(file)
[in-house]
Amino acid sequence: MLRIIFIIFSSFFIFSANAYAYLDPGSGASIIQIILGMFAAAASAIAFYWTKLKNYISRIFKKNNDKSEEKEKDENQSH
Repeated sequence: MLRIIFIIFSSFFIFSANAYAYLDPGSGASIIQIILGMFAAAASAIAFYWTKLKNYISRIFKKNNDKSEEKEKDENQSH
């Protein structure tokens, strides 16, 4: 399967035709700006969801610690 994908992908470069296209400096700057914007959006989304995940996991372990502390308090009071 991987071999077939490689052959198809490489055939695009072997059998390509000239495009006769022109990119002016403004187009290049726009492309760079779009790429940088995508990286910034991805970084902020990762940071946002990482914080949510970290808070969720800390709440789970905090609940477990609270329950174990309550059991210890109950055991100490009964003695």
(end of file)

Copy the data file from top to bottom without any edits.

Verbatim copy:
[in-house]
Amino acid sequence: MLRIIFIIFSSFFIFSANAYAYLDPGSGASIIQIILGMFAAAASAIAFYWTKLKNYISRIFKKNNDKSEEKEKDENQSH
Repeated sequence: MLRIIFIIFSSFFIFSANAYAYLDPGSGASIIQIILGMFAAAASAIAFYWTKLKNYISRIFKKNNDKSEEKEKDENQSH
């Protein structure tokens, strides 16, 4: 399967035709700006969801610690 994908992908470069296209400096700057914007959006989304995940996991372990502390308090009071 991987071999077939490689052959198809490489055939695009072997059998390509000239495009006769022109990119002016403004187009290049726009492309760079779009790429940088995508990286910034991805970084902020990762940071946002990482914080949510970290808070969720800390709440789970905090609940477990609270329950174990309550059991210890109950055991100490009964003695």